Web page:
Don Darío cannot help passing by the workshop every day. The smell of leather calls to him. He knows that the craft he learned more than 70 years ago will keep on living thanks to the skilled hands of Rubén Darío, his son, and Alejandra and Carolina, his granddaughters. Nonetheless, feeling a leather satchel in his hands fills him with life. He can tell that every one of the refined leather satchels he sees carries with it the tradition of the entire people of Antioquia.
It condenses the stories of the muleteer, the conqueror, and the wanderer in a single ware. No one can imagine what a leather satchel is until they see it. Afterward, everything becomes clear because they understand that it represents an entire world. It is a container of stories: the paisa showcase, as Rubén Darío calls it. It was used when people had to ride on horseback and there was nothing more than a railroad along the border between the departments of Antioquia and Cauca. Back then, the men who traveled for months used their satchels to store “their aguardientico, their tobacco leaves, their needles for fixing tools, horseshoe nails, letters, combs, mirrors, scapulars, rosaries, notebooks in which to write shopping lists, pencils, inkwells, pocketknives.” The latter are the words of a man full of grace and charisma who was able to say them without taking a breath.
Of course, to carry those three or four kilos of stuff for miles at a time, these travelers needed a good container. They needed a bag that could even keep their secrets: a love letter or two, a photo, or a lock of hair of their passing affair. The leather satchel was also created with the clear purpose of bearing forbidden stories. This explains why these wares have 118 assembled pieces and 12 separate parts that include padded sections, pockets, zippers, and hidden compartments.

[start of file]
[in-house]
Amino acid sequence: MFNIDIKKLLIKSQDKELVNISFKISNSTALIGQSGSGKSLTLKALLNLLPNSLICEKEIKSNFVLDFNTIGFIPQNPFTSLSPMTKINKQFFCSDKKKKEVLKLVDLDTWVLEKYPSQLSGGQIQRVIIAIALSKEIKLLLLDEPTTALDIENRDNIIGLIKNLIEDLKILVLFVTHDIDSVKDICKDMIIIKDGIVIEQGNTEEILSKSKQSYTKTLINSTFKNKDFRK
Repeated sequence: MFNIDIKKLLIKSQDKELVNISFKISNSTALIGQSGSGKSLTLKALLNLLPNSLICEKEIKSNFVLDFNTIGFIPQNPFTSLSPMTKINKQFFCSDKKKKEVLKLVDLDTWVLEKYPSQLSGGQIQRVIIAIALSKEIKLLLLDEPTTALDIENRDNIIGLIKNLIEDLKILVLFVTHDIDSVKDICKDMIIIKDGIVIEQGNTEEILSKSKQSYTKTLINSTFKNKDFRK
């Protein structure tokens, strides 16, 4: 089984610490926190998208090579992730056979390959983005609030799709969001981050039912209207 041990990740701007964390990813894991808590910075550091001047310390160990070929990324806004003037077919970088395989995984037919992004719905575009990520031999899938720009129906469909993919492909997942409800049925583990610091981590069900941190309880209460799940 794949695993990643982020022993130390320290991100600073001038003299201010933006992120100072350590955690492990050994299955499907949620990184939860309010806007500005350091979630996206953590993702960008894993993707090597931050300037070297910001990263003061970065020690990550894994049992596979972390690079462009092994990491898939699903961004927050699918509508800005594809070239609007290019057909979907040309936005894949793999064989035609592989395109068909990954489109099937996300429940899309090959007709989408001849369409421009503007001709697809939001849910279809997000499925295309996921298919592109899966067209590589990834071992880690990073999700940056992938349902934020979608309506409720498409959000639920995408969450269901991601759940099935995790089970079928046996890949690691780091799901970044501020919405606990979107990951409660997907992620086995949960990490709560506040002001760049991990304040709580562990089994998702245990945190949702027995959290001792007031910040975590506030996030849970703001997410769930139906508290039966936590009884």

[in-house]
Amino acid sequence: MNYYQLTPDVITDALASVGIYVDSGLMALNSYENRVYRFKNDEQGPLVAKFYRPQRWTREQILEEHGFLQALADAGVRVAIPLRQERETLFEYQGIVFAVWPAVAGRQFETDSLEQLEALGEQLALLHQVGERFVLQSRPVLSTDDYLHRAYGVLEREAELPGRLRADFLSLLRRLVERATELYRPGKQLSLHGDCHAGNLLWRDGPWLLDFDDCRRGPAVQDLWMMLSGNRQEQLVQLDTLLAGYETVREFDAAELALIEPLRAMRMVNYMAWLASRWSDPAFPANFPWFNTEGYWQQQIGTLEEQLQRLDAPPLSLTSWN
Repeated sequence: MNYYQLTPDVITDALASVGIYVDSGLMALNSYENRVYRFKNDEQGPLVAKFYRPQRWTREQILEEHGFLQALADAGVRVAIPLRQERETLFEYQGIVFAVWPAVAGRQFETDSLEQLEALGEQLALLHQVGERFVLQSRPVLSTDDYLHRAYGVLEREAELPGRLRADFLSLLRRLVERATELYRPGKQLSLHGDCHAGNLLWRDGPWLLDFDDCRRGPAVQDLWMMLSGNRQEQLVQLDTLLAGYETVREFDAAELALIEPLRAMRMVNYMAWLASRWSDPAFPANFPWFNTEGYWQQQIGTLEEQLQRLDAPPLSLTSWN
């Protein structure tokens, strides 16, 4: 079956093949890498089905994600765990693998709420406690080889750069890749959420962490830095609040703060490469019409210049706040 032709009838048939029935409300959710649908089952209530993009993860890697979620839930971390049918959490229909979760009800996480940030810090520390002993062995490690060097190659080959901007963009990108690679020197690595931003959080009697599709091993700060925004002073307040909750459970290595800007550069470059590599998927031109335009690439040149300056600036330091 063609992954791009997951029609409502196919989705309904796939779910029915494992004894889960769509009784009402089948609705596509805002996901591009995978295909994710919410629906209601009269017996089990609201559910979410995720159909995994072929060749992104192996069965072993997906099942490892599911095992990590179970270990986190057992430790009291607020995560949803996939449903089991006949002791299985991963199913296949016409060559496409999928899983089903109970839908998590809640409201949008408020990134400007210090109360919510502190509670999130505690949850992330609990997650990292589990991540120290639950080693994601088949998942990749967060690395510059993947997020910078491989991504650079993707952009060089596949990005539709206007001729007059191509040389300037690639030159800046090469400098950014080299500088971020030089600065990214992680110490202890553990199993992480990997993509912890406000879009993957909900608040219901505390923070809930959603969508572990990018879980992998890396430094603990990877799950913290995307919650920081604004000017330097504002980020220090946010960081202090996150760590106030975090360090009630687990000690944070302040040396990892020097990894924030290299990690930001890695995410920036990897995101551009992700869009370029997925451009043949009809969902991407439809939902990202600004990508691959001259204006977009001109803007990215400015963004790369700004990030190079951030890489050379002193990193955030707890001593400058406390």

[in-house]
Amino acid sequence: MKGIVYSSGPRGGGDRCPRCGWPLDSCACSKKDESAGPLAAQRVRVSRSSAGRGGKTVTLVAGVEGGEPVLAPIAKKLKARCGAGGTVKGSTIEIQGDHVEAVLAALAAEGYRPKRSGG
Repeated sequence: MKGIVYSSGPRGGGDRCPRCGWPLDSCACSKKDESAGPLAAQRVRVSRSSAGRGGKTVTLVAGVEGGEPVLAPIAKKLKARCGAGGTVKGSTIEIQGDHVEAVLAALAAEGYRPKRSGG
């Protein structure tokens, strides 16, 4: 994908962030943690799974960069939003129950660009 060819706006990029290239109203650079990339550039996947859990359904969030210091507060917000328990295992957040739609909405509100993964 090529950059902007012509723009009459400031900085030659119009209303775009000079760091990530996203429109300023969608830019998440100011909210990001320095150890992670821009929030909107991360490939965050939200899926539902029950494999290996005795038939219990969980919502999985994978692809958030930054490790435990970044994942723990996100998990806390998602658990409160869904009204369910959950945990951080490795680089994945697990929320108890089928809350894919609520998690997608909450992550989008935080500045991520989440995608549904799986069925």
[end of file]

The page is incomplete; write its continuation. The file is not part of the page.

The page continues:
This craft needs a great amount of skill and is performed according to certain rules that have been followed by the book for decades. They all have the red and yellow colors of the Jericó flag and the unmistakable patent leather that characterizes them. Although this was a male-dominated craft for years, nothing and no one can stop the Agudelo family. The heiresses of the business, Alejandra and Carolina, know that “the apple does not fall far from the tree.” Hence, after finishing their studies to become teachers in Medellín, they started mastering the techniques required to work with leather. However, above anything else, they devoted themselves to learning the craft of making leather satchels from their father and grandfather. They did not get scared away from the trade because they had to stand all day or because their hands turned callous. On the contrary, these difficulties have only made them more invested. They even learned airbrushing, which has let them innovate in their line of work with designs that modernize the different wares they craft.
Carrielarte is the first workshop in town that allows women to work in the trade. Its members have also spent some effort tracing the origins of the sanpedreño satchel, created in San Pedro de Los Milagros. It fell into disuse because people preferred the one from Jericó. They intend to bring these satchels back to life with the help of their mother, Luz Helena Gaviria, by adding her silk-thread weavings on their covers. This family is an authority in the craft and it is thrilling to witness how much joy it causes them.
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